What does peace of westphalia mean?

Definitions for peace of westphalia
peace of west·phali·a

This dictionary definitions page includes all the possible meanings, example usage and translations of the word peace of westphalia.

Princeton's WordNet

  1. Peace of Westphalianoun

    the peace treaty that ended the Thirty Years' War in 1648


  1. Peace of Westphalia

    The Peace of Westphalia (German: Westfälischer Friede, pronounced [vɛstˈfɛːlɪʃɐ ˈfʁiːdə] (listen)) is the collective name for two peace treaties signed in October 1648 in the Westphalian cities of Osnabrück and Münster. They ended the Thirty Years' War (1618–1648) and brought peace to the Holy Roman Empire, closing a calamitous period of European history that killed approximately eight million people. Holy Roman Emperor Ferdinand III, the kingdoms of France and Sweden, and their respective allies among the princes of the Holy Roman Empire participated in these treaties.The negotiation process was lengthy and complex. Talks took place in two cities, because each side wanted to meet on territory under its own control. A total of 109 delegations arrived to represent the belligerent states, but not all delegations were present at the same time. Two treaties were signed to end the war in the Empire: the Treaty of Münster and the Treaty of Osnabrück. These treaties ended the Thirty Years' War in the Holy Roman Empire, with the Habsburgs (rulers of Austria and Spain) and their Catholic allies on one side, battling the Protestant powers (Sweden and certain Holy Roman principalities) allied with France (though Catholic, strongly anti-Habsburg under King Louis XIV). Joachim Whaley, a leading English-language historian of the Holy Roman Empire, mentions that later commentators such as Leibniz, Rousseau, Kant, and Schiller eulogized the Peace of Westphalia as the first step towards a universal peace, but he points out that "their projections for the future should not be mistaken for descriptions of reality".Several scholars of international relations have identified the Peace of Westphalia as the origin of principles crucial to modern international relations, collectively known as Westphalian sovereignty. However some historians have argued against this, suggesting that such views emerged during the nineteenth and twentieth century in relation to the later concerns about sovereignty of this subsequent period.


  1. peace of westphalia

    The Peace of Westphalia refers to a series of peace treaties signed between May and October 1648, ending the Thirty Years' War in Europe, a brutal conflict primarily fought among Catholic and Protestant states. This significant event marked the end of the wars of religion. It introduced a new foundation for international relations and diplomacy, emphasizing respect for national sovereignty and non-intervention in the internal affairs of states. It also led to a reconfiguration of the political map of central Europe, establishing the modern state system and redefining national borders.


  1. Peace of Westphalia

    The Peace of Westphalia was a series of peace treaties signed between May and October 1648 in Osnabrück and Münster. These treaties ended the Thirty Years' War in the Holy Roman Empire, and the Eighty Years' War between Spain and the Dutch Republic, with Spain formally recognizing the independence of the Dutch Republic. The Peace of Westphalia treaties involved the Holy Roman Emperor, Ferdinand III, of the House of Habsburg, the Kingdom of Spain, the Kingdom of France, the Swedish Empire, the Dutch Republic, the Princes of the Holy Roman Empire, and sovereigns of the free imperial cities and can be denoted by two major events. ⁕The signing of the Peace of Münster between the Dutch Republic and the Kingdom of Spain on 30 January 1648, officially ratified in Münster on 15 May 1648. ⁕The signing of two complementary treaties on 24 October 1648, namely: ⁕The Treaty of Münster, concerning the Holy Roman Emperor and France and their respective allies. ⁕The Treaty of Osnabrück, concerning the Holy Roman Emperor, the Empire and Sweden and their respective allies. The treaties resulted from the big diplomatic congress, thereby initiating a new system of political order in central Europe, later called Westphalian sovereignty, based upon the concept of a sovereign state governed by a sovereign and establishing a prejudice in international affairs against interference in another nation's domestic business. The treaty not only signaled the end of the perennial, destructive wars that had ravaged Europe, it also represented the triumph of sovereignty over empire, of national rule over the personal writ of the Habsburgs. The treaties’ regulations became integral to the constitutional law of the Holy Roman Empire, and stood as a precursor to later large international treaties and thereby the development of international law in general.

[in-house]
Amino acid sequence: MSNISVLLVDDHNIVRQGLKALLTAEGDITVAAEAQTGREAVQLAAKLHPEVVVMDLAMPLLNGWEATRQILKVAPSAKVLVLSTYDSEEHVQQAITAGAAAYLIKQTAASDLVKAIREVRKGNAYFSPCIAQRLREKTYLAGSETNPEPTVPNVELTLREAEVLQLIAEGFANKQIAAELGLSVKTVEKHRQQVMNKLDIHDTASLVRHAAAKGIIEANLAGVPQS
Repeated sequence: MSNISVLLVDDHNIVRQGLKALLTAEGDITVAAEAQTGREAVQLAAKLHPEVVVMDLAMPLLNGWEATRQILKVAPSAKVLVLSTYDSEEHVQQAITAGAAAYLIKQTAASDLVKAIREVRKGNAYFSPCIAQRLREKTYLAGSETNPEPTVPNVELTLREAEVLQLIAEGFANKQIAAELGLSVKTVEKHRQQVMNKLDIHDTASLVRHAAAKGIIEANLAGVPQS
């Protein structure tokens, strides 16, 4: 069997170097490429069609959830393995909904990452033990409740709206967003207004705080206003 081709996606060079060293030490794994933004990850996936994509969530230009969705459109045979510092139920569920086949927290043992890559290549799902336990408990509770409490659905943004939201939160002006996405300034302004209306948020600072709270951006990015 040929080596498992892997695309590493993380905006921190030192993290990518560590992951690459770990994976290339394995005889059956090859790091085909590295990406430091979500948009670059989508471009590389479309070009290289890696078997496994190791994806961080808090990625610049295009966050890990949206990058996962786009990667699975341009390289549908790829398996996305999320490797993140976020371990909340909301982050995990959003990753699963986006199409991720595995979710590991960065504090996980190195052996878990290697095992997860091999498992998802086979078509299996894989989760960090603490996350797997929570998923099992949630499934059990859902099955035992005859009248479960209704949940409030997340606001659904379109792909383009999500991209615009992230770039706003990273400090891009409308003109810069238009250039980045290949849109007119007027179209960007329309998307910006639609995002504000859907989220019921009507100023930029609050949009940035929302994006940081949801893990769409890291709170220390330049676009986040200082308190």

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  1. Chaldean Numerology

    The numerical value of peace of westphalia in Chaldean Numerology is: 2

  2. Pythagorean Numerology

    The numerical value of peace of westphalia in Pythagorean Numerology is: 3


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"peace of westphalia." Definitions.net. STANDS4 LLC, 2023. Web. 4 Oct. 2023. <https://www.definitions.net/definition/peace+of+westphalia>.

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